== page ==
Sunday, May 13, 2012

Happy Mother's Day!

My mom & dad at their 35th anniversary party

First and foremost I want to say Happy Mother's Day to all the mothers, mothers in law, step-mothers, grandmothers and any other mother figure.  None of us would be where we are without you.  I am not huge into these greeting card holidays since we should tell the people we love how we feel every day.  I know, a little corny but shouldn't we?  Life is short!  In honor of Mother's Day I thought I would share with you one of the first dinners my mom taught me to make, pot roast. 

I love my mom very much but she's, admittedly, not much of a cook but she does have some go to recipes that she has passed on to me and my brothers.  Her pot roast is one of my favorites.

 Throwing meat in a pan with some veggies and water then boiling them for a couple hours is a time honored New England tradition. Whether it is a ham, a pot roast or corned beef brisket I love boiled dinner.  How can you go wrong with everything in one pot?

Right before we left to go back to Massachusetts I made a delicious pot roast.  I had been feeling a bit homesick and figured some meat and potatoes would be the cure. It kinda was. If you have never made pot roast you should do it, soon. It is one of the easiest meals you will ever make.

For this one I finally broke out my cast iron dutch oven. I freakin love this thing! I do want to get one of those gorgeous enameled ones some day but this baby with survive a nuclear war so it will do for now. Cast iron cookware is another thing you definitely need to check out sooner rather than later. It is durable, nonstick (when properly seasoned) and cooks just about everything beautifully. I will have to remember to do a post on seasoning cast iron one day.

With the black stove it's a bit tough to get a good look

Anyway, back to the original topic, pot roast. This doesn't really require a recipe, it's more about method than quantities.  I have a lot of these recipe-less recipes don't I???  I read somewhere "cooking is an art, baking is a science".  I take this to mean that when you're cooking make the recipe your own.  Add the flavors that you like, try something new, be an artist.  I try to tell Chelle this all the time, she's working on it.  When baking you can't veer too far from a recipe because baking involves chemical reactions but that is a blog for another day.

The most important ingredient is the meat.  You want to get a Chuck roast for this.  Most times the package will also have a sticker on it that says something like "Great for Pot Roast".   It should be nicely marbled with fat but not too fatty.  The size you get will depend on how many people you are planning to feed.  The one I got was about two and a half pounds.

See what I mean about the marbling?
Whenever you making a meat dish you want to bring it to room temperature before you start to cook it so that it cooks evenly. You want to season the meat with some salt and pepper.  You could add a little garlic powder too if you like.  I like.  I am a huge fan of garlic.  It's a good thing Mr. Lucky is too or I'd have to buy stock in breath mints.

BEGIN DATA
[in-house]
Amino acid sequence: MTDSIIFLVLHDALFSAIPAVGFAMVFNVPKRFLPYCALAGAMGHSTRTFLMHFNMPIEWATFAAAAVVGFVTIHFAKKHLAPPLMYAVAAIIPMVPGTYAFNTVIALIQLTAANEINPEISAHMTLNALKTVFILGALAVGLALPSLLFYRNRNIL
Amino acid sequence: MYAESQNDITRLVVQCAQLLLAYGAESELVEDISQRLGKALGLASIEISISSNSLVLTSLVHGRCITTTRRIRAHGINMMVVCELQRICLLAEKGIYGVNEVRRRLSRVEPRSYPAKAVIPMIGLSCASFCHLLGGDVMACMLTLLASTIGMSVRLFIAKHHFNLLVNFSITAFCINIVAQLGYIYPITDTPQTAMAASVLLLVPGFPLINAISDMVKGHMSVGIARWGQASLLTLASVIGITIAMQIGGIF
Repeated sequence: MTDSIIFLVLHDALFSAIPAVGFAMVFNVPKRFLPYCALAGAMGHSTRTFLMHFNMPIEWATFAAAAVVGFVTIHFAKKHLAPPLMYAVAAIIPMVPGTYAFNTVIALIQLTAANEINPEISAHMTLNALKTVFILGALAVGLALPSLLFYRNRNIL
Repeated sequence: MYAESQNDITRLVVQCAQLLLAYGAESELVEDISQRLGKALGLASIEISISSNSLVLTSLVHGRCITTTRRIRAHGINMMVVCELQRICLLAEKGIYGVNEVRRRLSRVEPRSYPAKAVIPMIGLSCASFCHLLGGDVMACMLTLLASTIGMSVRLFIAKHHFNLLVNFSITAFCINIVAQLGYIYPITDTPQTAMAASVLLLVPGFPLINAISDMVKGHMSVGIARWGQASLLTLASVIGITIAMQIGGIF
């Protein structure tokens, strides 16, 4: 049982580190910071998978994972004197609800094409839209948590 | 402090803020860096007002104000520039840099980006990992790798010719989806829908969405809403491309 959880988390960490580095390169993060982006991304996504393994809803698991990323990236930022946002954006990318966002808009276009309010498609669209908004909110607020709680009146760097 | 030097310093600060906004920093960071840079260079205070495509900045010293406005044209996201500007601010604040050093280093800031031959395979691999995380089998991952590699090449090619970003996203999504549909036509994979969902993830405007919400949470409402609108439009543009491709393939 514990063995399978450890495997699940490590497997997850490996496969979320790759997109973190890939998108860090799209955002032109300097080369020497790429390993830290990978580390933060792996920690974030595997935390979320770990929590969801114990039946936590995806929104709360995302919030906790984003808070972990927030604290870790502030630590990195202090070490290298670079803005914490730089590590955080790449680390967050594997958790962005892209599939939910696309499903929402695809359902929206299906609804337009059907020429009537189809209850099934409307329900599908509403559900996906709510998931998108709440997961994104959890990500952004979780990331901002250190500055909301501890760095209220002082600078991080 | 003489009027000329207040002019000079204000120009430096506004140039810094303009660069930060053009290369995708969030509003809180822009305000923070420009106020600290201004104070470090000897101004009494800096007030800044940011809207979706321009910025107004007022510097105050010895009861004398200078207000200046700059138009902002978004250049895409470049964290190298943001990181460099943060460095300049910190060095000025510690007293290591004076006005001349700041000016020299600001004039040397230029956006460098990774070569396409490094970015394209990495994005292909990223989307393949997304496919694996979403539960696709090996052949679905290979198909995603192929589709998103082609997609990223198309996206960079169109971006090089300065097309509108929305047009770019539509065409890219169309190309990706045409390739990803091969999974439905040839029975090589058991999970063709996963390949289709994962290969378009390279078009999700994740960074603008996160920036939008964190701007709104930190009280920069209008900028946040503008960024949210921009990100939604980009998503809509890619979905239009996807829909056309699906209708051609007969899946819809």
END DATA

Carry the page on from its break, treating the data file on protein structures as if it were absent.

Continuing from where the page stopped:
Once the meat is seasoned you are going to add a a tablespoon or so of oil to the bottom of your pot set to high heat.  You are going to sear all sides of the roast to seal in the flavor and juices.

See the nice caramelization? That means yummy!
Once the meat has been seared turn the heat down to medium and add enough beef broth to cover the meat by about an inch or so.  I ended up using about 4 cups.  You can always use water with some beef bouillon if you don't have broth on hand.  Plain water is ok too, the meat and veggies will flavor it just fine.

I get the store brand.  It's less expensive and tastes just the same.

Once the broth is simmering you are going to add the vegetables. You can add just about any veggies that you like.  This time I added pearl onions, carrots, mushrooms and potatoes.  The potatoes cook fairly quickly so you want to add them closer to the end of the cooking time.

 These onions taste delicious but they were a pain in the butt to peel.  I just used a handful, about 12-14. You could always just quarter a couple whole onions and toss them in instead of these, they just won't hold together as well.

 I like to get whole carrots and peel and chop them myself.  I have heard rumors that those baby carrots that are a lot more convenient are bleached.  I don't know about you but bleach isn't something I want near my food so I am peeling and chopping.  For this I used about four average sized carrots.

 I love mushrooms.  They don't have to be fancy, plain old button mushrooms will do just fine.  I cleaned them with a dry paper towel and quartered them.  They absorb moisture easily so you don't want to clean them with water. 

These were very small new potatoes. I cleaned them and threw them in whole.  I used about 10-12 of them.

Once you have the veggies in, minus the potatoes, cover the pot and cook for about an hour and fifteen minutes.  Now, add in the potatoes and cook for about another 30-45 minutes uncovered.  The meat will be fork tender when it's done.

I take the meat out whole and put it on a platter and surround it with the veggies.  You'll barely need a knife to cut it, it's so tender.

Perfect meat and potatoes dinner.
I didn't this time but you can use some of the cooking liquid to make a gravy.  This time I slacked off and opened a jar.  Shame on me!  You could also strain the broth and use it to make a soup.  Hmmm, that one just came to me.  I'll be doing that next time.  I even surprise myself sometimes.

So, that's it.  Thanks Mom!  Happy Mother's Day again to all the moms and I'll be talking to you soon.


Chelle said...

Yes, she tells me that all the time!!! It is a slow process, but I'm starting to learn and believe, lol.

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